Next, the OP tacitly assumes that the exponential function is characterized by the functional equation

$$f(x+y)=f(x)f(y)\tag 3$$

And that if the Taylor series in $(2)$ satisfies $(3)$, then the Taylor series representation is the exponential function.

Other solutions presented on this page have already established (e.g., use of Cauchy Product) that $f(x)$ as given by $(2)$ satisfies the functional equation $(3)$.

However, we have not shown that $f(x)$ as characterized by $(1)$, or $(2)$, or $(3)$ is the function $e^x$, where $e$ is defined as

$$e=\lim_{n\to \infty}\left(1+\frac1n\right)^n$$

To do so, one first needs to prove that

$$\lim_{n\to \infty}\left(1+\frac xn\right)^n=\left(\lim_{n\to \infty}\left(1+\frac1n\right)^n\right)^x =e^x\tag4$$

If $x\in \mathbb{Q}$, then proof of $(4)$ is straightforward. Then, by exploiting the density of the rational numbers, one can prove that $(4)$ is true for $x\in \mathbb{R}$.

Note that $(4)$ provides yet another unique characterization of the exponential function, which can be shown equivalent to $(1)$, $(2)$, and $(3)$.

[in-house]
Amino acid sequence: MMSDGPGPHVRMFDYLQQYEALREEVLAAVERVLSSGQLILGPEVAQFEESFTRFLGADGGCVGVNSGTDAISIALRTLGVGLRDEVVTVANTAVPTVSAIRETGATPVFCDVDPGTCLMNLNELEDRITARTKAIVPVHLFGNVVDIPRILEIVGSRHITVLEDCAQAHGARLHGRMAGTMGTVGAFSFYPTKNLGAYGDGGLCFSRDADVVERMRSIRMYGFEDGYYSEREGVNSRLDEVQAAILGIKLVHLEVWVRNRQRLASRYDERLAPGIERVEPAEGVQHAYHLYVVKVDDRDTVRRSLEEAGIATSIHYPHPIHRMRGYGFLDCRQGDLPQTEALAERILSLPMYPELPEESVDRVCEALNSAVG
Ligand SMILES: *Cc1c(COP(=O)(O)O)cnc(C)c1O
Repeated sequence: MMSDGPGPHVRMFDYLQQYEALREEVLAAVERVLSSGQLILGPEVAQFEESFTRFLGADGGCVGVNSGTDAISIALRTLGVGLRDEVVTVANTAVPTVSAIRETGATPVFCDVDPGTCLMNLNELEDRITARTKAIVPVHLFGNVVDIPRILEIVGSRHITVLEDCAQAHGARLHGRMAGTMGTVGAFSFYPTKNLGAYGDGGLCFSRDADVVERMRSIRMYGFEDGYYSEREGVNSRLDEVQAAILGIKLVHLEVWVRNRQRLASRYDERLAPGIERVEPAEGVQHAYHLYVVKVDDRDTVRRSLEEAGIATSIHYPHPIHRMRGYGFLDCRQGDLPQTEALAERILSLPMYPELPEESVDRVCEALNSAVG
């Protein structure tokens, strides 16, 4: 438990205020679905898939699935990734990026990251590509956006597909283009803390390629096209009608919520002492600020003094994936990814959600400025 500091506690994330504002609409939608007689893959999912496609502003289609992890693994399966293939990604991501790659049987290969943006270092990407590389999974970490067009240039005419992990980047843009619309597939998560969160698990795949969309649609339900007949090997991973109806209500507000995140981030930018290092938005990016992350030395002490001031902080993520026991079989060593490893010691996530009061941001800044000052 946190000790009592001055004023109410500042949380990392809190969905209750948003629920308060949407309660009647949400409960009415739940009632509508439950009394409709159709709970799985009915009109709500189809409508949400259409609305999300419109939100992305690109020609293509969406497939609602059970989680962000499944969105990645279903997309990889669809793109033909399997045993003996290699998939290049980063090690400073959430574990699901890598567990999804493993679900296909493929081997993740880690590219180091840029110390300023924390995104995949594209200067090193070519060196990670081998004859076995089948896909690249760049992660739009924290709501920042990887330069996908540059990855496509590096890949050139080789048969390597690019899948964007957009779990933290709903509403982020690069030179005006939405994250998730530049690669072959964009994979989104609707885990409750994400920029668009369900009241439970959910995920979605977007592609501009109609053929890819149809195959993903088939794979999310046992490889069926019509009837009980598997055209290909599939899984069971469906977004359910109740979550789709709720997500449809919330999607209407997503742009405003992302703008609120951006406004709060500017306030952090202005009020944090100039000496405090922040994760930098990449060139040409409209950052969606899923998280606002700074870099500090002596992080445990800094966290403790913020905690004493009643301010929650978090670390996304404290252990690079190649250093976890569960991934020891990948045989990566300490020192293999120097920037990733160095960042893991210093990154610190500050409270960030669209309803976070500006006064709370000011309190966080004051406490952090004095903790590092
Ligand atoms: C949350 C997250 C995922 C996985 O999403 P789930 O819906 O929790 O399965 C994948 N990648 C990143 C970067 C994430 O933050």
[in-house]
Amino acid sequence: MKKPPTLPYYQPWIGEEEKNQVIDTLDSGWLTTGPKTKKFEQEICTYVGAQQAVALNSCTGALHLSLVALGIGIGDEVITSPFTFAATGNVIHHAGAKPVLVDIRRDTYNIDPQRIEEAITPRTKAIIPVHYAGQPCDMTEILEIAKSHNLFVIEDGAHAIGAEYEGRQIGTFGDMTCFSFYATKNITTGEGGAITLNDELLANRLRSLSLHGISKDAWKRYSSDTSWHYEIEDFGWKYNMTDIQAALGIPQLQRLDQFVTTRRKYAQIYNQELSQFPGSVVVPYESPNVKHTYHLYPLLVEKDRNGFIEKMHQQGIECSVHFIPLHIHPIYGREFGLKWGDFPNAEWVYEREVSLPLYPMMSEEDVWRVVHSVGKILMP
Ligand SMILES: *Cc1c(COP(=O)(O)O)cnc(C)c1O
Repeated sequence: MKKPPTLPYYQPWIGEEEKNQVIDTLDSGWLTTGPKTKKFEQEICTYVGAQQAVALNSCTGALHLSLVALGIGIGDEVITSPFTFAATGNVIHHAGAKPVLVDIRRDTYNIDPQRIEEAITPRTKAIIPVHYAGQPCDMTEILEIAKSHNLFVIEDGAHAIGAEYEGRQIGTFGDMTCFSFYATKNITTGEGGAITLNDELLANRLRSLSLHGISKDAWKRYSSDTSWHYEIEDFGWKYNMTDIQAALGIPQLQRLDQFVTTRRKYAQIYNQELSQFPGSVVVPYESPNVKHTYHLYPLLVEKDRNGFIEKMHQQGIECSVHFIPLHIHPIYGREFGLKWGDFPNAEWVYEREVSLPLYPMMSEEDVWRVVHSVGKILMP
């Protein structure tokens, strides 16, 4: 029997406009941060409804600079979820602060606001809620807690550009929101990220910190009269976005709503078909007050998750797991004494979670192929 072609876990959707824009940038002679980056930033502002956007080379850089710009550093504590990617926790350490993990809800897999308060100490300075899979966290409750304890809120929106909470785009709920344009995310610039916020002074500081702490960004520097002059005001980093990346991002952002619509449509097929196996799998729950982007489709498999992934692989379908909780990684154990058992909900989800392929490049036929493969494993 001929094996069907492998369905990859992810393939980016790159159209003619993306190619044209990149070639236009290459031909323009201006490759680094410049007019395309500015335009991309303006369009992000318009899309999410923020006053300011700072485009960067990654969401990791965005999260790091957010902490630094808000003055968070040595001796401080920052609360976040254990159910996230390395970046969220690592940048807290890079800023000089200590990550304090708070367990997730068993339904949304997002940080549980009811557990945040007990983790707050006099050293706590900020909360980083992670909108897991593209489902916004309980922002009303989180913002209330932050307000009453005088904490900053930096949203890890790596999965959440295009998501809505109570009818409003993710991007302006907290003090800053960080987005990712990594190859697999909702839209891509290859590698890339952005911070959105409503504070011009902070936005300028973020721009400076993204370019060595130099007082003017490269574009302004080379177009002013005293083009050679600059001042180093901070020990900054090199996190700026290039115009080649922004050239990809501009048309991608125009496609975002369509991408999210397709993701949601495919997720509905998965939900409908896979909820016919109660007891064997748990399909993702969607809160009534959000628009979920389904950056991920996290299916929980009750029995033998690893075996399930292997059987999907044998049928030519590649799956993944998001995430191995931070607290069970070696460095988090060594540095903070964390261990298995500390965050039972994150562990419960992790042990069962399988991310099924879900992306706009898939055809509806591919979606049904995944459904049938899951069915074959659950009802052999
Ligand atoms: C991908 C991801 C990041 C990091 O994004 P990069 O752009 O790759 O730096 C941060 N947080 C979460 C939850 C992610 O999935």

By the Binomial theorem,

$$\left(1+\frac1n\right)^n=\sum_{k=0}^n\frac{n!}{(n-k)!\,k!\,n^k}=\sum_{k=0}^n\frac1{k!\,n^k}\prod_{j=0}^{k-1}(n-j)=\sum_{k=0}^n\frac1{k!}\prod_{j=0}^{k-1}\left(1-\frac jn\right).$$

But

$$\left(1-\frac kn\right)^k\le\prod_{j=0}^{k-1}\left(1-\frac jn\right)\le1$$ and for any $m\le n$, $$\sum_{k=0}^m\frac1{k!}\left(1-\frac kn\right)^k\le\sum_{k=0}^n\frac1{k!}\left(1-\frac kn\right)^k\le\left(1+\frac1n\right)^n\le\sum_{k=0}^n\frac1{k!}.$$

Taking the limit $n\to\infty$,

$$\sum_{k=0}^m\frac1{k!}\le\lim_{n\to\infty}\left(1+\frac1n\right)^n\le\sum_{k=0}^\infty\frac1{k!}.$$

This shows that $$e^1=\sum_{k=0}^\infty\frac1{k!}=\lim_{n\to\infty}\left(1+\frac1n\right)^n.$$

• This was nice. +1 – Paramanand Singh Aug 23 '17 at 8:05

The first answer lies in Cauchy products and the binomial theorem, which show that

$$e^xe^y=\sum_{n=0}^\infty\sum_{k=0}^\infty\frac{x^ny^k}{n!k!}=\sum_{n=0}^\infty\frac1{n!}\sum_{k=0}^n\binom nkx^{n-k}y^k=\sum_{n=0}^\infty\frac{(x+y)^n}{n!}=e^{x+y}$$

As per the second question, the proof can be lengthy and various, and many are outlined in

To prove $f(x+y) = f(x)f(y)$ recall the binomial formula

$$(x+y)^k = \sum_{i=0}^k \binom{k}{i}x^iy^{k-i}$$

plug this into the formula above for finite $k$, and you'll find that the sums are separable into two terms that multiply (after a simple substitution $(k-i)\mapsto j$). Send $k\to \infty$ and you'll have the final result.

The second part is a similar application of the binomial formula for finite $n$ to the expression $\left(1+\frac{1}{n}\right)^n$, but sending $n\to \infty$ gives you $f(1)$, which could be your definition of $e$.

\begin{eqnarray*} f(x) f(y) = \left( \sum_{i=0}^{\infty} \frac{x^i}{i!} \right) \left( \sum_{j=0}^{\infty} \frac{y^j}{j!} \right) = \sum_{k=0}^{\infty} \sum_{i+j=k} \frac{ x^i y^j }{i! j!} = \sum_{k=0}^{\infty} \frac{1}{k!} \sum_{i+j=k} \binom{k}{i,j} x^i y^j = \sum_{k=0}^{\infty} \frac{(x+y)^k}{k!} =f(x+y). \end{eqnarray*}